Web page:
Digital Health Ecosystem: Highlights 2019

Every year, we organise a Health 2.0 Barcelona chapter where I share the highlights from the previous year in the digital health space and touch on what we can expect for the coming months. Here is a summary of the 2020 edition, looking back at 2019:

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Some notes about the slides

  • Investment scene:
    • 2019 was another strong year for digital health funding, the second record year after 2018, with about the same number of deals and the same average deal sizes (ca 20M). It was also the IPO year in digital health/wellness with 6 companies that went public, 4 of which ended 2019 with positive results.
    • Investments received by European companies: Babylon leading the way with the highest ever round received by a European digital health company. Lead investors for those deals are from outside of Europe (Saudi Arabia, US, etc). When can we expect to see series E deals led by European companies?
    • 53 acquisitions: The two notable ones being Patients Like Me and Fitbit. In both cases, concern were raised around patients/consumers data being owned by Google and a big health insurance company. 2019 saw an increased interest toward behavioural health, with the acquisition of Aligned Telehealth and Klue. We should expect more behavioural health solutions’ acquisitions in 2020.
  • Facebook, Amazon, Google and Apple keep moving into healthcare:
    • Facebook launched Preventive Health Tool, providing a list of recommended screening based on users’ age and sex (cancer screening, ear checkups, flu vaccines, etc)
    • Project Nightingale is a partnership project between Google and Ascension, a US catholic healthcare system. The goal is for Google to develop a software using AI and machine learning, that will make health records more useful and searchable by doctors. The software could suggest prescriptions, diagnosis and even to assign or remove healthcare professionals from a patient’s care team.
    • Google could learn from this partnership and apply those findings to their other activities and develop new businesses. They are said to be active for instance in the field of Emergent Medical Data (EMD), information inferred by AI from mundane consumer behaviour by analysing the digital traces that we leave when we interact with technology. This will lead to detecting early onset of diseases in people who have not been to the physician.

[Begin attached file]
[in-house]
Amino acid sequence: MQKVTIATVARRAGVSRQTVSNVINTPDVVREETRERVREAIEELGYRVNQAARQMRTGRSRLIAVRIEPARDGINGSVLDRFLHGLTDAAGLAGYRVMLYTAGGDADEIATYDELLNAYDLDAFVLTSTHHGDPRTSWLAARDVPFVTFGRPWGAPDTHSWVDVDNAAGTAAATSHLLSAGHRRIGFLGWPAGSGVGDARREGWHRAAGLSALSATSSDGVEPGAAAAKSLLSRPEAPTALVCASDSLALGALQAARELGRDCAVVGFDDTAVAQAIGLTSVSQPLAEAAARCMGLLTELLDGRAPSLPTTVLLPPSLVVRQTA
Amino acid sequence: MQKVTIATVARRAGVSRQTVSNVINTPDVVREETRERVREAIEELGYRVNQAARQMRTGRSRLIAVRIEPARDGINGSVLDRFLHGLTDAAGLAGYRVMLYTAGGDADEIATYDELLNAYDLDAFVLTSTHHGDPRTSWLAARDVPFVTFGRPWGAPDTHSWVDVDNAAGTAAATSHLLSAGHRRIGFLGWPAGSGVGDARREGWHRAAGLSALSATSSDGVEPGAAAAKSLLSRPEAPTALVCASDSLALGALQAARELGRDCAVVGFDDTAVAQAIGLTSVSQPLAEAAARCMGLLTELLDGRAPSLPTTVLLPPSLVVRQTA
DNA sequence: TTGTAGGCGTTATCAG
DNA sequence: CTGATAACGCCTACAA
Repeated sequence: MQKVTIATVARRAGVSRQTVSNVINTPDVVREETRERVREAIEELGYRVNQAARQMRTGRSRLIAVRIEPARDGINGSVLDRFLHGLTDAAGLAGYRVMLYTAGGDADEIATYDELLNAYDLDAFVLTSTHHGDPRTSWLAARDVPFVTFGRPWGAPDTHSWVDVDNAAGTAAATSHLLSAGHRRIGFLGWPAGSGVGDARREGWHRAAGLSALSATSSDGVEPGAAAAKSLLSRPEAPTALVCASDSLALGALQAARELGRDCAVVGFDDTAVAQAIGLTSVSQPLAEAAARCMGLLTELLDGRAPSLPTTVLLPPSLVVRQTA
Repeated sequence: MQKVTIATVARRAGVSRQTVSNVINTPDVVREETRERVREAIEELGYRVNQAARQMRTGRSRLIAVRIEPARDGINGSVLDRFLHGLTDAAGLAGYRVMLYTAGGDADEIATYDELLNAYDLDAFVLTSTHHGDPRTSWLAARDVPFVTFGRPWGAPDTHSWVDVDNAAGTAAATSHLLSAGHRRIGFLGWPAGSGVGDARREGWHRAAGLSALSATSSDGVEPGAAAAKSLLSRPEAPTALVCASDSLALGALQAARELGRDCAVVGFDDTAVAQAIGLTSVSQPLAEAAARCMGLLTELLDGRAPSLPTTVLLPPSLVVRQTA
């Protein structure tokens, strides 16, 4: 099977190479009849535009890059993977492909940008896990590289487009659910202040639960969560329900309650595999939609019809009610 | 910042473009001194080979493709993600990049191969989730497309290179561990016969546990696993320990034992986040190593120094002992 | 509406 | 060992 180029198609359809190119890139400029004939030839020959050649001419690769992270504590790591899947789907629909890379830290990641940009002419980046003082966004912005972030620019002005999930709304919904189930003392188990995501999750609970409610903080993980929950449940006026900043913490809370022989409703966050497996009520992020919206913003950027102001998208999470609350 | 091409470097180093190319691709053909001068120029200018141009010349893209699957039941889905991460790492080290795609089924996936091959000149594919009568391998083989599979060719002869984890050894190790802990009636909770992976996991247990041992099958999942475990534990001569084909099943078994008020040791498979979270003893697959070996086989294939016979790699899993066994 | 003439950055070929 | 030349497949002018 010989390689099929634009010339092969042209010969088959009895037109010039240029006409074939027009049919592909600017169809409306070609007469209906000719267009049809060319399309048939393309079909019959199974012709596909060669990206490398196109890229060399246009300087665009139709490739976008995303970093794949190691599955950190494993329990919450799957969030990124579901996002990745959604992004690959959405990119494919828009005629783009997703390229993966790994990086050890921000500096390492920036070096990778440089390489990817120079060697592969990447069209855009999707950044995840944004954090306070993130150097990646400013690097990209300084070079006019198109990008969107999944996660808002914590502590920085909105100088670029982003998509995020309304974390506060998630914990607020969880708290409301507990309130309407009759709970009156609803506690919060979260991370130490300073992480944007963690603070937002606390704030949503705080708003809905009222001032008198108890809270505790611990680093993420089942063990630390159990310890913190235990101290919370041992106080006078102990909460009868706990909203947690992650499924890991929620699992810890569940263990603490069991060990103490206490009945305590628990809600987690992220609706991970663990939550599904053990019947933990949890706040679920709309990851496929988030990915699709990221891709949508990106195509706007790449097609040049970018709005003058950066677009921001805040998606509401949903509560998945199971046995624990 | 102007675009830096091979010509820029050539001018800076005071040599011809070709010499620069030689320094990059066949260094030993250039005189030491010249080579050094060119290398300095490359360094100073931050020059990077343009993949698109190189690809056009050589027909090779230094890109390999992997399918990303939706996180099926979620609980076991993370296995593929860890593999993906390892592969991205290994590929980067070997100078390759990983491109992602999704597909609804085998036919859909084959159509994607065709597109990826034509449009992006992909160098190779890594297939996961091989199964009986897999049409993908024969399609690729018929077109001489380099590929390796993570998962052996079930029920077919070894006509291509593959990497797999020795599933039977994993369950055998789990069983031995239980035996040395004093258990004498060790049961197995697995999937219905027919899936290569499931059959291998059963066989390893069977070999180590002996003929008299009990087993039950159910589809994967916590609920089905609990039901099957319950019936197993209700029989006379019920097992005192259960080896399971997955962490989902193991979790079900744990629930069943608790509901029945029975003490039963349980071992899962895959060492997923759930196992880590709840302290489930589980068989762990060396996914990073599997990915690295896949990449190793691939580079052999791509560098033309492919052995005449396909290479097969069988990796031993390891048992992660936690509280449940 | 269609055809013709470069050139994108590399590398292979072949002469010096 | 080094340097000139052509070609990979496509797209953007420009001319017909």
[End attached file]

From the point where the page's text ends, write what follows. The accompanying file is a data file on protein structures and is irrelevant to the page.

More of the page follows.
• Launch of Amazon Transcribe Medical, automated speech recognition software to facilitate notes taking and offload physicians from their administrative burden
    • Plan to launch Amazon Care, a virtual primary care for employees with access to telemedicine, online chat with nurses, in-house calls etc Amazon wouldn’t hire their own medical staff but would be subcontracting Oasis Medical Group.
    • PillPack integrated with insurance company Blue Cross Blue Shield of Massachusetts. Members can order, pay for and receive their medication at home directly through PillPack services.
  •  Voice-based Solutions:
    • Alexa became HIPAA compliant, enabling new skills to be released like connecting medical prescriptions with Alexa to receive medication and prescription refill reminders; looking for the closest urgent care, booking an appointment or sending updates to the care team.
    • Voice based solution have the potential to ease physician’s burnout by facilitating notes taking, documenting and interacting with patients. Good example is Sopris Health and their chat-like solution integrated with EMR.
    • It’s not all about voice. Companies like Gulp analyse sounds of babies while breast feeding to determine if they had enough food. This could also be applied to patients who lost their voice to analyse the sounds and moaning they produce and reestablish some sort of communication.
    • Amazon would be working on detecting onset of diseases by listening to the voice of users when they interact with Alexa.
  • Digital Therapeutics:
    • Very active year with 20 partnerships signed between pharma and DTx companies. Those partnerships were mainly R&D or commercial – to distribute the DTx products through the pharma’s channels and networks. Good sign to see so many pharma companies getting involved. Although some partnerships already broke up, we can expect things to concretize in 2020 and to find the best collaboration models. This new year should also bring the results the market has been waiting for to prove that DTx actually work and are as good (or even more efficient) than traditional drugs alone.
    • Interesting collaboration of Salesforce with Voluntis to implement their platform supporting DTx prescription and reimbursement. We can expect to see more partnerships like that in the coming months, between DTx companies and non-pharma corporations.
    • Read my piece on DTx to get a better overview of what digital therapeutics are.
  • 2019 highlights:
    • Digital Supply Act, through which health apps could be prescribed by doctors and reimbursed in Germany.
    • Exoskeleton controlled with the brain through 2 implanted sensors reading brain waves. It opens the door to many opportunities especially for tetraplegic patients.
    • Increased focus on mental health and Femtech, with 750M poured into Femtech in 2019 and expected to reach 50b by 2025 for 41b in revenue. More women are joining VC firms, increasing the amount invested in Femtech solutions too.
    • TikTok, lip-synced looping music videos, very popular amongst GenZ and taken over by the infertility community, both patients and healthcare professionals, to share experience, empower peers and educate.

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